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2. MLC flash storage
The signs are everywhere that MLC NAND flash will continue its upward trajectory next year and officially overtake higher-cost single-level cell (SLC) flash in enterprise systems, ushering in a new era of more affordable solid-state storage.
Manufacturers have ramped up production of MLC-based solid-state drives (SSDs), and even major storage vendors that were once hesitant to use them are joining the ranks of earlier adopters such as IBM and Hewlett-Packard (HP) Co. Framingham, Mass.-based IDC predicts that MLC-based drives will command 52% of enterprise solid-state revenue next year and climb to 60% in 2013.
Jeff Janukowicz, research director of solid-state storage at IDC, said MLC-based SSDs have reached a point where they’re better able to handle the read/write mixes that traditional IT requires, thanks to advancements in their architectures, algorithms and controllers.
Online marketplace eBay Inc. turned heads this year with its 100 TB deployment of Nimbus Data Systems Inc.’s S-class solid-state storage, which uses a more industrial-strength flash variant known as enterprise MLC (eMLC).
One of the main distinctions between the different types of flash is endurance. The consensus is that SLC wears out after approximately 100,000 erase/write cycles, eMLC at 30,000 erase/write cycles and MLC at 10,000 or less. But the differentials are becoming less important as the MLC drive and third-party controller vendors make improvements.
“These controller manufacturers have found that they can actually watch the flash’s behavior, and as long as they keep track of every single block and how it performs, they can use certain blocks well beyond the 10,000 limit and up into the hundreds of thousands of uses,” said Jim Handy, founder and chief analyst at Object Analysis in Los Gatos, Calif.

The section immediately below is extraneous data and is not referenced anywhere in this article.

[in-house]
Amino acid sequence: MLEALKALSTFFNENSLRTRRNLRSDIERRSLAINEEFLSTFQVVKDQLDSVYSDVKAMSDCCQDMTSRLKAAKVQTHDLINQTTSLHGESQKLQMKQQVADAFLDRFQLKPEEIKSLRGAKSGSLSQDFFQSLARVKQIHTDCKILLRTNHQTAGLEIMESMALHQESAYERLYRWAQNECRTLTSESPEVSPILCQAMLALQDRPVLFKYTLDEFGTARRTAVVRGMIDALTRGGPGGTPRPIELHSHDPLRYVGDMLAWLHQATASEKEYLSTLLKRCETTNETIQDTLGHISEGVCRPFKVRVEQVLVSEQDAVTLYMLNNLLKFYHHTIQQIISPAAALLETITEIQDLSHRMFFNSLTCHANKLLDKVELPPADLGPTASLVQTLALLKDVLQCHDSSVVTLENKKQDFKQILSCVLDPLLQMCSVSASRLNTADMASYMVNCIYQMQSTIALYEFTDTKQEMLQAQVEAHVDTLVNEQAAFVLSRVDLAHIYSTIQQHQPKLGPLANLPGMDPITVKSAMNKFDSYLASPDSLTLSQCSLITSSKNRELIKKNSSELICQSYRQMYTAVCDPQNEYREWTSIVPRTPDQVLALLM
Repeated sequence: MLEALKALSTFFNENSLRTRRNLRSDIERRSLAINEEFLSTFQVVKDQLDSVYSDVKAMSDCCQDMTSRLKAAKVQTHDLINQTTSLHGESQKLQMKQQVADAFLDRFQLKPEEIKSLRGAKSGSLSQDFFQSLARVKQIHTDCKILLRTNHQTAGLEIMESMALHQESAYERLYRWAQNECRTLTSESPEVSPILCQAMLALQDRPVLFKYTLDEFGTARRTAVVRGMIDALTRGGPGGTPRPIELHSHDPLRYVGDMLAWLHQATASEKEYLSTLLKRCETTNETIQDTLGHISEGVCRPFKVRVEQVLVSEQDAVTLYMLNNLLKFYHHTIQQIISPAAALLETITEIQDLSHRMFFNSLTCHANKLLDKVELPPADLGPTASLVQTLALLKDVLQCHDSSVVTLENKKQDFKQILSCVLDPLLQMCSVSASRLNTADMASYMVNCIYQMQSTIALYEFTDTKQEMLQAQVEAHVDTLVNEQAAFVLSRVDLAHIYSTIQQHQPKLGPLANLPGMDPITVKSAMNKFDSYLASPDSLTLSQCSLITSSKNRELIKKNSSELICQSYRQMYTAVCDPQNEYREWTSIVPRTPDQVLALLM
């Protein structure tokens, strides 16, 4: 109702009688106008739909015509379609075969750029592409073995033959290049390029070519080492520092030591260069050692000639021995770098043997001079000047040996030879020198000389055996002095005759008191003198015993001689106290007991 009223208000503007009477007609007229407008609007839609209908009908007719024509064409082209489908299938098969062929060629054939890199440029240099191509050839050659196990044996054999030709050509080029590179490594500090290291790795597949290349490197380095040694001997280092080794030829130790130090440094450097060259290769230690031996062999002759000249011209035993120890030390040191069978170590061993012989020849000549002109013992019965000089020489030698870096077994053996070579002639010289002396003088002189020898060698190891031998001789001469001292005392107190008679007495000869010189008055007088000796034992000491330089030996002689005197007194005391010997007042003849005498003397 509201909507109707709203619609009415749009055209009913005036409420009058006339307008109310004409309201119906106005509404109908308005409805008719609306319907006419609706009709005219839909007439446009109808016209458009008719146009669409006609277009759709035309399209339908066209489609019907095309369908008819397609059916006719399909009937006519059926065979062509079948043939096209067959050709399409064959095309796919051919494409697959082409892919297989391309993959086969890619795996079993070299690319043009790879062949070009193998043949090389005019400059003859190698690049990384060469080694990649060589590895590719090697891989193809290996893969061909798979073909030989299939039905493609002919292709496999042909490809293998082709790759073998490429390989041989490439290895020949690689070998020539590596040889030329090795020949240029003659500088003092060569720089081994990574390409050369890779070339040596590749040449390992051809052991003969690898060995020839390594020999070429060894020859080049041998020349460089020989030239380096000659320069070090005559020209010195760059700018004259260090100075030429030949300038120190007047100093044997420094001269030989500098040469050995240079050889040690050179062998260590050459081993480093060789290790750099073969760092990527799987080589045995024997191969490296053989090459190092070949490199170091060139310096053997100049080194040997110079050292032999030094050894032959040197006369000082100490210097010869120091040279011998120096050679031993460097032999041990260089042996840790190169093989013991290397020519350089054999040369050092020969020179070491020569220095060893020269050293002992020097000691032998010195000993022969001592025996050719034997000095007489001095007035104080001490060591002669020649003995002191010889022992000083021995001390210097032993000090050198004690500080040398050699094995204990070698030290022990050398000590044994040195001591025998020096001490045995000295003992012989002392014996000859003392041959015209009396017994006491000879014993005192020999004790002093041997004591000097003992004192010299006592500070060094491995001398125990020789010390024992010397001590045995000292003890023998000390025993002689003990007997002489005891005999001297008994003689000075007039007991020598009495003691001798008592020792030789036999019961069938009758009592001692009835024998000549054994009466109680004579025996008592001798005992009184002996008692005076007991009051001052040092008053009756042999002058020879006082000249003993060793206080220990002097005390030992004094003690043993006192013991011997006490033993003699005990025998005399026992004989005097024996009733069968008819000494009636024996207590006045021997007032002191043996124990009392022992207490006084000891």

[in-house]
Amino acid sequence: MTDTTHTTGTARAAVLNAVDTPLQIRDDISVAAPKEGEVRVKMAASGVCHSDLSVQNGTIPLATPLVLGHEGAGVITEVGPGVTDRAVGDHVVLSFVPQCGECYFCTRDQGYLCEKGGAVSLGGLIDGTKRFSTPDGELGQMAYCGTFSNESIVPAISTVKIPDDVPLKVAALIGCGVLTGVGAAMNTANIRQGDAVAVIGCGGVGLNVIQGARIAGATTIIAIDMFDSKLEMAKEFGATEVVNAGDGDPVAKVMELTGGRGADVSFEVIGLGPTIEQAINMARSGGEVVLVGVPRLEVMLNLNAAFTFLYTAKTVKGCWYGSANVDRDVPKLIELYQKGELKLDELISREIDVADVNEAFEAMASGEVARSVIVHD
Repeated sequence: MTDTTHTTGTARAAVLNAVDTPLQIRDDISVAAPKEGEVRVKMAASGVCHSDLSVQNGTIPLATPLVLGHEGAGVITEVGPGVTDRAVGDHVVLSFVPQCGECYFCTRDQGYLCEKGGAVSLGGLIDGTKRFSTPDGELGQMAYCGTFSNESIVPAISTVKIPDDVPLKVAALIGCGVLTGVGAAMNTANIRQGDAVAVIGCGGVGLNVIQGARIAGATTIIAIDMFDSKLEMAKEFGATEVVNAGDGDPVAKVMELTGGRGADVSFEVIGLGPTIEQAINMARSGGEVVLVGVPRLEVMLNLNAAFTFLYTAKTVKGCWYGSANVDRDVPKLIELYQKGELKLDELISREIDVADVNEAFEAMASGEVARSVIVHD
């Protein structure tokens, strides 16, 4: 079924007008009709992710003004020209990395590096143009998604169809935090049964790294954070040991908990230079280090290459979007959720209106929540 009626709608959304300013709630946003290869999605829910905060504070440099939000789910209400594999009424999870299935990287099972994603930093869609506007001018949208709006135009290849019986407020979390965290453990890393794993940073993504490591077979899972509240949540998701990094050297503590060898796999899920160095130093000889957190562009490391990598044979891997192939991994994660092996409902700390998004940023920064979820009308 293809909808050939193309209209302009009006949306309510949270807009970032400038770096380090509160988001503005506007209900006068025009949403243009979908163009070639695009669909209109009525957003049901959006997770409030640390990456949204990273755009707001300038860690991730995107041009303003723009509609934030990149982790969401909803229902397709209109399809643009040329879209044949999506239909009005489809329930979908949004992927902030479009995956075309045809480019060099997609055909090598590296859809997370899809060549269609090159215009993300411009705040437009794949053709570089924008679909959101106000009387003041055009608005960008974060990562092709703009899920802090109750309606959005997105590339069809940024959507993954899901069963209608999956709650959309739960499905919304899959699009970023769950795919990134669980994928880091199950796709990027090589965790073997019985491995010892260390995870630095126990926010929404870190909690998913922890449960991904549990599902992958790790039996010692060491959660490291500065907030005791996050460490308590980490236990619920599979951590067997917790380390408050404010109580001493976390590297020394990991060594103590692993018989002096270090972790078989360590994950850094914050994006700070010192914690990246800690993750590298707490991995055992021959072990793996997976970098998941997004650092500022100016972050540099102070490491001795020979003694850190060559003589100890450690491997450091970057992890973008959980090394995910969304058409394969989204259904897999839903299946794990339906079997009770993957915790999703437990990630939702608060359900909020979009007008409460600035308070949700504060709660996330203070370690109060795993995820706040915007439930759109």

Even the erase/write differential between eMLC and MLC is starting to become less of an advantage, and eMLC doesn’t appear to be gaining the level of popularity the industry expected, according to Handy.
“eMLC costs more than MLC and it’s slower,” he said, “and since everybody is buying SSDs for speed, a slower solution is a really tough sell.”
Dan Mulkiewicz, IT director at Carlsbad, Calif.-based High Moon Studios, a division of Activision Blizzard Inc., which produces popular video games such as “World of Warcraft” and “Guitar Hero,” said even the least expensive MLC SSDs have performed impressively.
High Moon started with 10 MLC-based SSDs nearly three years ago in workstations, and soon added another 60 or 70 after application build times dropped from 30 or 40 minutes to four minutes.
“I had to come up with a cheap solution, and we took a chance, and it paid off,” Mulkiewicz said, noting that SLC flash never became a consideration.
He said the failure rate on the workstations’ MLC drives was less than 5%, and manufacturer warranties have improved from a year to three years, comparable to that of hard drives.
So, Mulkiewicz had no qualms using an MLC-based cache from GridIron Systems Inc. to address an I/O bottleneck with his VMware server farm. Mulkiewicz was impressed with the dramatic performance boost. In worst-case scenarios, programmers and artists once waited 70 minutes for the code to recompile after they submitted a change. With the MLC-based cache, the wait fell to less than 10 minutes.
“We’re not only comfortable with [MLC] now,” Mulkiewicz said, “we’re dependent on it.”
This was first published in December 2011